The Singapore Garden Festival has been on my bucket-list for the longest time. As a show garden designer, it’s one of those shows I absolutely had to do, at least once. When invited to be part of the event, for me it was a feeling 10 times that of waking up as an 8-year-old on Christmas morning.
This is a show where no expense is spared to entice the best designers to showcase their works to the public. The spectacle turns the huge piece of lawn at Gardens by the Bay into a green wonderland for the duration of the show. Preparing a design submission with Bayley, we sent in our concept sketch a year or so ago; it was ambitious and elaborate. As with everything in life it had to be toned down, not only to keep within budget but also to be achievable in the given time frame.
Let me start with an explanation of our design concept and brief. Titled ‘Back to Nature’ it involves a world in a constant tug-of-war between man’s endeavours to build and develop his environment to the detriment of nature.
The aim of our garden is to integrate man and the biosphere by utilising man-made elements, such as the pod seating area and steps, fitted into a natural landscape and pond.
The pod is nestled into a bank and is unified with the landscape by ‘living’ arms of grass embracing the structure, symbolizing a harmonious and symbiotic co-existence with nature that takes prominence in our built environment.
The pond alludes to man’s imprint on the planet, represented by the steel fingerprint sculpture nestled in the pond’s pebble bed. The sculpture, formed with the lines of a fingerprint pattern, begins in slightly murky water, signifying the pollution caused by man, then rises out of the water into a cleaner landscape, after a healthy co-existence with nature is achieved.
The man-made concrete path is being gently reclaimed by nature, and being slowly reshaped to nature’s uneven contours, drawing a parallel with how we too need to adapt to nature’s way.
The wire lights hanging scattered in the garden represent cocoons of new life, dependent on nature to flourish. This dependence is demonstrated by the ropes connected to the earth.
The large dying tree in the garden represents man’s devastation on our forests. The 2 younger trees embody hope for the future if man can only find a way back to nature.
Sourcing the plants; this is the most important part for me!
The plants had to be different. They had to be inviting, to love the sun and hot outdoor weather during the show, and they had to turn the passing heads. Oh, and they needed to also create a soft tropical meadow.
So in order to achieve this I flew to tropical east Africa to collect seed of 2 plants I have loved since I was a little boy running around in the dusty fields between thorny acacias.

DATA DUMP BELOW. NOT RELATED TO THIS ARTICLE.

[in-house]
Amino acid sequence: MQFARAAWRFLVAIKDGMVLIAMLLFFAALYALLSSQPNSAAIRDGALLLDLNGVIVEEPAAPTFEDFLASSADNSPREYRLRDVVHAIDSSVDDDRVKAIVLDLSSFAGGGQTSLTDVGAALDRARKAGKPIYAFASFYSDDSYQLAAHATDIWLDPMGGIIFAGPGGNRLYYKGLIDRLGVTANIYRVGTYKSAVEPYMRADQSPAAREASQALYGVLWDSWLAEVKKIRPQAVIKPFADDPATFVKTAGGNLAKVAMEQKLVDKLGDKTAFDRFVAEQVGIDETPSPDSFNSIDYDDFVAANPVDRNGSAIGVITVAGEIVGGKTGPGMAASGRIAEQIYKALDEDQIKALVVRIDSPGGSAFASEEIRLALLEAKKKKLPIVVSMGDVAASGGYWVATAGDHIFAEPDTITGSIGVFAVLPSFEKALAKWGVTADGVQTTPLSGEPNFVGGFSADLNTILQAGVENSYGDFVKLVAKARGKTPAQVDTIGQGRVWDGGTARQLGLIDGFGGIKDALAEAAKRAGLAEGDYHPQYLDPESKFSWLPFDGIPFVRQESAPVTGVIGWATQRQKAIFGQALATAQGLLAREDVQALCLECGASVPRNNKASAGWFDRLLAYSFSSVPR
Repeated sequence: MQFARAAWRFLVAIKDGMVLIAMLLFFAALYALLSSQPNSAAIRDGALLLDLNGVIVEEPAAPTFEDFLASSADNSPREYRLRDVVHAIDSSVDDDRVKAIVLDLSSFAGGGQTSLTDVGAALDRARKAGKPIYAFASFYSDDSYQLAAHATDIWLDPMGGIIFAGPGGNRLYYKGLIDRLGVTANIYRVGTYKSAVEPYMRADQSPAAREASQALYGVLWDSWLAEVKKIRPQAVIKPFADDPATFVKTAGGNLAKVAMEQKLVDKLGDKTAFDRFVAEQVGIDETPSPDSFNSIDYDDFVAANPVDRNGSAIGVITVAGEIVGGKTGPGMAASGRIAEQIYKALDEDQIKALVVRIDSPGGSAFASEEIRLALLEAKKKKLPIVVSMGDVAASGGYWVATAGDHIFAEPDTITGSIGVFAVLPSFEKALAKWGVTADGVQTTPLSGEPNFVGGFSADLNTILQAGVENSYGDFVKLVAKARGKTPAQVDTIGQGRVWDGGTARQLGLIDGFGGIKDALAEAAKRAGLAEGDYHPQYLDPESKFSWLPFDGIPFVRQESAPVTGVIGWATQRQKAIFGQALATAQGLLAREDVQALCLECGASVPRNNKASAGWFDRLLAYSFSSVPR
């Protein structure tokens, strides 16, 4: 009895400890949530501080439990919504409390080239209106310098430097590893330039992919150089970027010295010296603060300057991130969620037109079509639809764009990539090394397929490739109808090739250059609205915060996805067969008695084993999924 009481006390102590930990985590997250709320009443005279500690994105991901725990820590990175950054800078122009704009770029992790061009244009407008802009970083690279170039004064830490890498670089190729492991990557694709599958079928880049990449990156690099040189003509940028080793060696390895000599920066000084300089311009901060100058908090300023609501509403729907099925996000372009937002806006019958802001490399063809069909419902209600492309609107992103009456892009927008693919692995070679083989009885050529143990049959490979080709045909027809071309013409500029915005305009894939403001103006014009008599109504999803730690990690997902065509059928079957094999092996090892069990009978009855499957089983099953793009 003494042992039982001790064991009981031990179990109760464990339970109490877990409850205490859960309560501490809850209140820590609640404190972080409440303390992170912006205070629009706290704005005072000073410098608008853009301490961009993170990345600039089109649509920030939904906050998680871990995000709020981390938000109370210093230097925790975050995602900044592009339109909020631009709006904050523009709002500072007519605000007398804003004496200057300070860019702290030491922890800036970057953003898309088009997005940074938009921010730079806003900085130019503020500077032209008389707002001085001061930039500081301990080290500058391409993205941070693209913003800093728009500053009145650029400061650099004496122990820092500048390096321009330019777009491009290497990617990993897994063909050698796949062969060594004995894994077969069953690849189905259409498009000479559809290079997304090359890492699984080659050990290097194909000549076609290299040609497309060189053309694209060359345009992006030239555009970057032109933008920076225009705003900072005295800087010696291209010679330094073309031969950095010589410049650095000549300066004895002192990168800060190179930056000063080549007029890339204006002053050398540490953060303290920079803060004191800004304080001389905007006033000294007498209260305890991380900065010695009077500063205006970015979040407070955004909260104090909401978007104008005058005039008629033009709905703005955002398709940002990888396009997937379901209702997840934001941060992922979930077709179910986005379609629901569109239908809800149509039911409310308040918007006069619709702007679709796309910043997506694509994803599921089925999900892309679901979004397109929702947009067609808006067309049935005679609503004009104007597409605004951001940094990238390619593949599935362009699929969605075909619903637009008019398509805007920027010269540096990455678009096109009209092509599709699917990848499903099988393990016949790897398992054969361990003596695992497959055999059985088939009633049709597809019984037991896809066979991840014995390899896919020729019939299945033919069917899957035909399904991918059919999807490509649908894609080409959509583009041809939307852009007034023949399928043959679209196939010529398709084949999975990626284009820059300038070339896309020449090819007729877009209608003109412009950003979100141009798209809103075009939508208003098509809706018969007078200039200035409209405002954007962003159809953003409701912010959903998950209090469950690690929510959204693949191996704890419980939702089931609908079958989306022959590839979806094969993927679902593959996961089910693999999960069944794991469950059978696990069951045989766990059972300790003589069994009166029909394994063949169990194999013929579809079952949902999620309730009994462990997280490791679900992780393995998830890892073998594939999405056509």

The first one is the African foxglove (Ceratotheca triloba ‘Alba’), a fabulous annual that is easy to grow, gives a mass of flowers, and is airy and open for other plants to grow in between it without trouble.
The other is the spectacular African grass (Melinis nerviglumis), known as ‘African’ but does occur in other areas throughout the warmer parts of the world. This fast growing grass has the most amazing silver foliage, with the flowers emerging purple, turning a fluffy pink when mature and then ice-white when almost finished.
With the backbone of the garden decided, I would fill in the garden with a range of other tropical plants found locally in Singapore, such as some wild orchids and angelonia for a spot of colour. I also flew in some ‘Black Madras’ rice seeds for the pond, a superb plant for any perennial garden it is quick and easy and these days available in a range of colours.
We sourced the 3 Australian Leptospermum trees in Kuala Lumpur, and they were our biggest headache. Transporting the trees dried them out to the core and they started to shed leaves on an alarming rate; our brief allowed only one tree to be bare, not all of them!
One complication we didn’t plan for happened with the compost. Our compost delivery had most definitely not matured yet and was so hot inside I couldn’t put my hand in it. If we used it in that state the plants would have wilted and died in a night, so we mixed in loads of sand and water to cool it down. It was still warm in the end but at least not boiling.
Another hurdle was the humidity. If you need a crash diet, try building a garden in the tropics. I guarantee the kilos will roll off through sweat. During the middle of the day the heat forced us to stop work to avoid over-heating, continuing only when it cooled slightly later in the afternoon.
Lighting was an important part of the garden for us. With the show open to the public into the darkness of night, we wanted the garden to immerse onlookers into a completely altered set of emotions.
We handmade the outdoor garden chandeliers on site.
The 100sqm garden took 9 days to build and at times, as one always does at these shows, fears set in that we might not finish on time. Looking around us we were relieved to see the other designers were in exactly the same boat. And what a fantastic group of designers we had this year representing so many countries – Australia, USA, France, UK, Malaysia, Singapore, Japan, Italy, South Africa, China and New Zealand.
The range of different designs was staggering. The show has grown in leaps and bounds, this year covering a massive 10 hectares. It is the biggest tropical garden show on earth and the biggest flower show in Asia.
Thank you to the Singapore Garden Festival for awarding us with Gold and Best Outdoor Lighting at this year’s show.
Here’s a video that explains more detail about the garden: